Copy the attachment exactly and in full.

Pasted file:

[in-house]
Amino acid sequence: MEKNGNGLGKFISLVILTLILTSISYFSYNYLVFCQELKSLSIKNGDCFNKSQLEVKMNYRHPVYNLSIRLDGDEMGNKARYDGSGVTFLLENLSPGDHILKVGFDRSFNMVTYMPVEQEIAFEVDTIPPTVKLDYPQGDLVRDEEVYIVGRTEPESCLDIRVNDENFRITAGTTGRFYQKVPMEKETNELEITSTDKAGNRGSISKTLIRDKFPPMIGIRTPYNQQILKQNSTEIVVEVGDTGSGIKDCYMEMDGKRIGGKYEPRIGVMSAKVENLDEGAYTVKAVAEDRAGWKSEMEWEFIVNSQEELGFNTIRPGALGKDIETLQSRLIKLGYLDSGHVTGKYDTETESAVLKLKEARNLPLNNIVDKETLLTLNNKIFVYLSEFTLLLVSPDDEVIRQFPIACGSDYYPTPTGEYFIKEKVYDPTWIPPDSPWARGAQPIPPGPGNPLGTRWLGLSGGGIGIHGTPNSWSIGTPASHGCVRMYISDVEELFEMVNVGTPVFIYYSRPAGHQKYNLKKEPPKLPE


[in-house]
Amino acid sequence: MEKNGNGLGKFISLVILTLILTSISYFSYNYLVFCQELKSLSIKNGDCFNKSQLEVKMNYRHPVYNLSIRLDGDEMGNKARYDGSGVTFLLENLSPGDHILKVGFDRSFNMVTYMPVEQEIAFEVDTIPPTVKLDYPQGDLVRDEEVYIVGRTEPESCLDIRVNDENFRITAGTTGRFYQKVPMEKETNELEITSTDKAGNRGSISKTLIRDKFPPMIGIRTPYNQQILKQNSTEIVVEVGDTGSGIKDCYMEMDGKRIGGKYEPRIGVMSAKVENLDEGAYTVKAVAEDRAGWKSEMEWEFIVNSQEELGFNTIRPGALGKDIETLQSRLIKLGYLDSGHVTGKYDTETESAVLKLKEARNLPLNNIVDKETLLTLNNKIFVYLSEFTLLLVSPDDEVIRQFPIACGSDYYPTPTGEYFIKEKVYDPTWIPPDSPWARGAQPIPPGPGNPLGTRWLGLSGGGIGIHGTPNSWSIGTPASHGCVRMYISDVEELFEMVNVGTPVFIYYSRPAGHQKYNLKKEPPKLPE